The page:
Article: The scientific validation of the acupuncture

Scientific research on acupuncture

Abstract

Acupuncture is becoming an increasingly popular treatment in veterinary medicine. Scientific validation of the effects and benefits of acupuncture is essential for acceptance by colleagues and clients and integration of acupuncture into conventional veterinary medicine. An ever-expanding body of evidence-based research supports acupuncture as a clinically useful modality and over 10,000 references to acupuncture can be found in the United States Library of Medicine search through PubMed.

 Application of the dry-needling technique in a horse.

Application of the dry-needling technique in a horse.

Prestigious organizations such as the World Health Organization have concluded that acupuncture is valuable in treating many human diseases. Imaging studies now validate acupuncture theories, and clinical studies demonstrate that acupuncture is an effective, safe treatment for many animal diseases. Acupuncture is currently taught at seven AVMA-accredited veterinary schools, with others planning to add it to their curriculum and many more employing clinical staff with certification or interest in acupuncture. The annual AVMA Convention and other national and international meetings frequently include lectures on acupuncture. The Recovery Act of 2009 provided $31 million to complementary medicine research, including acupuncture, showing the importance of acupuncture research to the National Institutes of Health. Veterinary acupuncture training is restricted to veterinarians, involving over 130 classroom hours and rigorous examinations to become a certified veterinary acupuncturist. The American Journal of Traditional Chinese Veterinary Medicine was launched in 2006 to publish scientific, evidence-based research on acupuncture. Although further research is needed for some disorders, the scientifically-proven efficacy for other disorders, low incidence of adverse effects and comparatively low cost combine to validate its place in current veterinary practice.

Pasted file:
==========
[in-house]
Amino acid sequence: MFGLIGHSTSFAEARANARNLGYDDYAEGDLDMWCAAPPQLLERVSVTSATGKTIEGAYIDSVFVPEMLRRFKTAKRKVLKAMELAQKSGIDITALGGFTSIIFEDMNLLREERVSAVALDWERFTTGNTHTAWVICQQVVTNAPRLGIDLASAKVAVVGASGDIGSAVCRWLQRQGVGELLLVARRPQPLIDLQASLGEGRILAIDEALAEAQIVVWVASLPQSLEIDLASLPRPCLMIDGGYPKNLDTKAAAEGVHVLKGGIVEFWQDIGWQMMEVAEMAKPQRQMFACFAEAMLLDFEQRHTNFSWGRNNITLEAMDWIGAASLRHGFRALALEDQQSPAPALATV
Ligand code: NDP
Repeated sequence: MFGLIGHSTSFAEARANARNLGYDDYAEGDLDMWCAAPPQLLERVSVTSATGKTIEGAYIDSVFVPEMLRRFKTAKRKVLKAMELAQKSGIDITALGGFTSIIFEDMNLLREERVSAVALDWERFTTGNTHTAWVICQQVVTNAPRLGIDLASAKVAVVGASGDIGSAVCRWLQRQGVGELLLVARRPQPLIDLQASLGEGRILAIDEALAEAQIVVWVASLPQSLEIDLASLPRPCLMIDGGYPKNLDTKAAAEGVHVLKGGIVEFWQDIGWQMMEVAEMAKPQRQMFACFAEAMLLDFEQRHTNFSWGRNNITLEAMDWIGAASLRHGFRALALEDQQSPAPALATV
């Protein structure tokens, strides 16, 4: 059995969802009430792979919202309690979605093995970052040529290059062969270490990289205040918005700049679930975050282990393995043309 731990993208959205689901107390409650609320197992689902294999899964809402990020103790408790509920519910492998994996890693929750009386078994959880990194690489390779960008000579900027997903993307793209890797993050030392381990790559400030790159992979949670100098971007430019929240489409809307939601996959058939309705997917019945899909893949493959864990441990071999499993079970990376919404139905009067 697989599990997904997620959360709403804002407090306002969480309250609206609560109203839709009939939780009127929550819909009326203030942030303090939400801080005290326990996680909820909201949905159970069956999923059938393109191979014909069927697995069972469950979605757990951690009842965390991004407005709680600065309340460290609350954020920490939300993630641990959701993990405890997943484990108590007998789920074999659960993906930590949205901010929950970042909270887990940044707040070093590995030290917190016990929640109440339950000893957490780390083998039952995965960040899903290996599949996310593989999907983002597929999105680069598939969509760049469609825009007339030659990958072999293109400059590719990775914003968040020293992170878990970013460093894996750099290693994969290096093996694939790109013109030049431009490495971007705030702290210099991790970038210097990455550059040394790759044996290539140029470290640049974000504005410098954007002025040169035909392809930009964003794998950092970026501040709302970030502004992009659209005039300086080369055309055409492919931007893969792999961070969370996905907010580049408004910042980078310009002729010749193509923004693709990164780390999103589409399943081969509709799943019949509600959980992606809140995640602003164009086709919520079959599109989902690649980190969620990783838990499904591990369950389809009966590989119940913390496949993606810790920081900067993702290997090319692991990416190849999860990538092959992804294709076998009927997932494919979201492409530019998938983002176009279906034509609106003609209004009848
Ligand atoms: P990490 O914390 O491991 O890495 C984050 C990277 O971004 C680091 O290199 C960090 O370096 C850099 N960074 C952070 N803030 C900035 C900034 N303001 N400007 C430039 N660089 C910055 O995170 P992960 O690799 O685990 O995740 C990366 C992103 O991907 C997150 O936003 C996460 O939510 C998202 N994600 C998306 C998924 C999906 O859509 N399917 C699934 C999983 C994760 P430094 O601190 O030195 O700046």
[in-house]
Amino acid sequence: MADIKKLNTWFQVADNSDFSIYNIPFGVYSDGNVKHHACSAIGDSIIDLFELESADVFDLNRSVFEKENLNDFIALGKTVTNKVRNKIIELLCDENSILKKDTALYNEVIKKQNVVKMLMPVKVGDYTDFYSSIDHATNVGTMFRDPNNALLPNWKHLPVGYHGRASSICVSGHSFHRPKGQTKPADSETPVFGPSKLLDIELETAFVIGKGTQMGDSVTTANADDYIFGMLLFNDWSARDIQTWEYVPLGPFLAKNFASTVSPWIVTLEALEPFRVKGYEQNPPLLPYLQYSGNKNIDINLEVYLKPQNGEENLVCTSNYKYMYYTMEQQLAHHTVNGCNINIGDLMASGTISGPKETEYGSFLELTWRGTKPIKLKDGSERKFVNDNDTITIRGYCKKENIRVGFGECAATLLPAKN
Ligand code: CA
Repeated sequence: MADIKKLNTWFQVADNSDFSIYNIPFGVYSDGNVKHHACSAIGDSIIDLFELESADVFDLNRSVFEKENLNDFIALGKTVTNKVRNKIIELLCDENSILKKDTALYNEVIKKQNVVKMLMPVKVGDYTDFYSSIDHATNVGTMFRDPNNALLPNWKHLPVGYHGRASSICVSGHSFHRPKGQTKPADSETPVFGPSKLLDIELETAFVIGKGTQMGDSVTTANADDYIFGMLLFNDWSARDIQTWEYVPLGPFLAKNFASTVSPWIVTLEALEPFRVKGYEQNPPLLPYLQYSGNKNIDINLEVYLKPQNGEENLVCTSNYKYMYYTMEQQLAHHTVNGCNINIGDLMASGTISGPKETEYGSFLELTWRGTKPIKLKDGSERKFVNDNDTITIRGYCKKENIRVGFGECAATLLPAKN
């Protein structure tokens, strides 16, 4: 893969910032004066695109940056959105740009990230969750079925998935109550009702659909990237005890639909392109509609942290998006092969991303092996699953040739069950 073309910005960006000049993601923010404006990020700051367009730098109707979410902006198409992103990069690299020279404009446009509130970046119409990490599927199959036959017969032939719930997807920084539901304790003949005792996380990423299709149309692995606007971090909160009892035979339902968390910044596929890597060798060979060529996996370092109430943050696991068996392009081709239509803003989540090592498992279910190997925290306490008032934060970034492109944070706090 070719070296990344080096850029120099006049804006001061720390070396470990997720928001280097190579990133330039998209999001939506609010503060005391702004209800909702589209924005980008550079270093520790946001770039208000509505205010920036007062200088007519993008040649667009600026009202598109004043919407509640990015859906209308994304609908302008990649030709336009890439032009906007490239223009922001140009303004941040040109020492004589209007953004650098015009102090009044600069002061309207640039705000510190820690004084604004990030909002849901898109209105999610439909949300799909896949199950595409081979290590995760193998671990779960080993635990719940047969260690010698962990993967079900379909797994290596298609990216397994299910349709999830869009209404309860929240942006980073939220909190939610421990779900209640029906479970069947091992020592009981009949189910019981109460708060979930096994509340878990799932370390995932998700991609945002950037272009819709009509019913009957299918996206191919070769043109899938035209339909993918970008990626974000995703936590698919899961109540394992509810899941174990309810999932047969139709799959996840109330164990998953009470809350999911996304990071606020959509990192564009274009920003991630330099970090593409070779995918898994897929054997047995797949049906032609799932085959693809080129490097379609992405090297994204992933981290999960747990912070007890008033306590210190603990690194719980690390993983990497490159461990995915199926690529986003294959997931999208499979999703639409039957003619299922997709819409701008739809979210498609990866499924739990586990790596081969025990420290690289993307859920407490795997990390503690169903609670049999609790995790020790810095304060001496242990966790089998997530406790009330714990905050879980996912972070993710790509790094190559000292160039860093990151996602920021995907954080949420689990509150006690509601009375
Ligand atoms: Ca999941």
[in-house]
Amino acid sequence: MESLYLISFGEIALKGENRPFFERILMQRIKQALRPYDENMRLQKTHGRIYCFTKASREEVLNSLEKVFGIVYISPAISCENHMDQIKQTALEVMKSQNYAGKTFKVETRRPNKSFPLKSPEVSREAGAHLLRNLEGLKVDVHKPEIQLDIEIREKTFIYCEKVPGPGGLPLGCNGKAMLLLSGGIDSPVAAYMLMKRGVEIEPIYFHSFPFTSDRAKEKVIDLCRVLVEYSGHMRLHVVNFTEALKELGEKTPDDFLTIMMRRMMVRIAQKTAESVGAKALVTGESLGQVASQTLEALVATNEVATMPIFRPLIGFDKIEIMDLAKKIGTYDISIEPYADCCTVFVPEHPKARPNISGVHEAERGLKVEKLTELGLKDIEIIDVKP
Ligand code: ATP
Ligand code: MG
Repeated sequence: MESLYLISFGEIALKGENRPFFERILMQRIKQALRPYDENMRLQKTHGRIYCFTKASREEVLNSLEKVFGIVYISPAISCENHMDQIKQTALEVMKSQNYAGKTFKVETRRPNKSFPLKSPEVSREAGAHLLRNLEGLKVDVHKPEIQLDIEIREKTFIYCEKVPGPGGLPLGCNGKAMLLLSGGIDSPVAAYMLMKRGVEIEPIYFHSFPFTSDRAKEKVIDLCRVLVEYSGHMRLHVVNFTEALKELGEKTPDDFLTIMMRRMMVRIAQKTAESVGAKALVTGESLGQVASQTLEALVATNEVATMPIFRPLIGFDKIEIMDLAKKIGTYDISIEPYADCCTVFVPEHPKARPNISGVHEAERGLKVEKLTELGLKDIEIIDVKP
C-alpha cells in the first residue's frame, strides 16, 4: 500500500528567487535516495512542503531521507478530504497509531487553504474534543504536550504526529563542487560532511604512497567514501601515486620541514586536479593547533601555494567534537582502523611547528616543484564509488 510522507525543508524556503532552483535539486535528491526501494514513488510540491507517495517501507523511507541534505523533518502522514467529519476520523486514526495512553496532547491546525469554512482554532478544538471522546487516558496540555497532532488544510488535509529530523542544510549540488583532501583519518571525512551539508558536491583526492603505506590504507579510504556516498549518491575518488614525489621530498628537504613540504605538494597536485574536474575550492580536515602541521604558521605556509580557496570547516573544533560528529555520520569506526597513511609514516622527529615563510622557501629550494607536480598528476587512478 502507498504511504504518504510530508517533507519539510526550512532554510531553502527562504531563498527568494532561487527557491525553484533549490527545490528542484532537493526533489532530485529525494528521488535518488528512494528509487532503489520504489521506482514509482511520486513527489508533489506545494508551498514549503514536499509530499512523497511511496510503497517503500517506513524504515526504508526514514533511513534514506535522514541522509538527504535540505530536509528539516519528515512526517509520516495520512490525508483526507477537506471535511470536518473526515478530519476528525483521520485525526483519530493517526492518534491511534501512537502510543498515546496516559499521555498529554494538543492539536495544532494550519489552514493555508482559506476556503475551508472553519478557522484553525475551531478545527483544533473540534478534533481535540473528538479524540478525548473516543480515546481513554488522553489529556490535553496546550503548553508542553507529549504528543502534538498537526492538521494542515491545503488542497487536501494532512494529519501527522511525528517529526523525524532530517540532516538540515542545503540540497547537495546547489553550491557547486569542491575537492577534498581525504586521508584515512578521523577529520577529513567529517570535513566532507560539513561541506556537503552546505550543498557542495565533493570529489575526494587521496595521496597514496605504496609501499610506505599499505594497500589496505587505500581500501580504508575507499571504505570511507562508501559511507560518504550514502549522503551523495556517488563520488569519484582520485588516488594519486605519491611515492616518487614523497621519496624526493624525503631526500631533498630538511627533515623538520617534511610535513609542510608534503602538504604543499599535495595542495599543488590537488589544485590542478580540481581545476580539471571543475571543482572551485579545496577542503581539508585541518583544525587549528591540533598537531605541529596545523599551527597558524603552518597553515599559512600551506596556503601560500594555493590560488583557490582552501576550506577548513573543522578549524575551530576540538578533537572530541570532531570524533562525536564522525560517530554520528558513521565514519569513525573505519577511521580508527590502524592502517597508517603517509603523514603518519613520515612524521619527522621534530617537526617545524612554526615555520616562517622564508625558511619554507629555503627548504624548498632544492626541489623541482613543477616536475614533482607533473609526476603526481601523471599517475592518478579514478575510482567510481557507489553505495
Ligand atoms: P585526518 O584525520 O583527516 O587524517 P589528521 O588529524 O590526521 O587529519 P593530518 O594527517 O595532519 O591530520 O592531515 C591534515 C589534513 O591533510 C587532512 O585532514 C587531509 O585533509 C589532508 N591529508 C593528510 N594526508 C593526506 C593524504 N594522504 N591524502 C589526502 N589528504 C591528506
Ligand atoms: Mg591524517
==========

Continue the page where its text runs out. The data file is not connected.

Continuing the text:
Article by: Huisheng Xie CVA, PhD

Study veterinary acupuncture with Dr. Xie’s method

The Chi Institute offers quality training on Traditional Chinese Veterinary Medicine. The certified acupuncture course is avaliable in two modalities: Mixed practice and Small Animals. Each course has 130 hours and after the exams and practice hours, certifies students as veterinary acupuncturists.

Lorena Lloret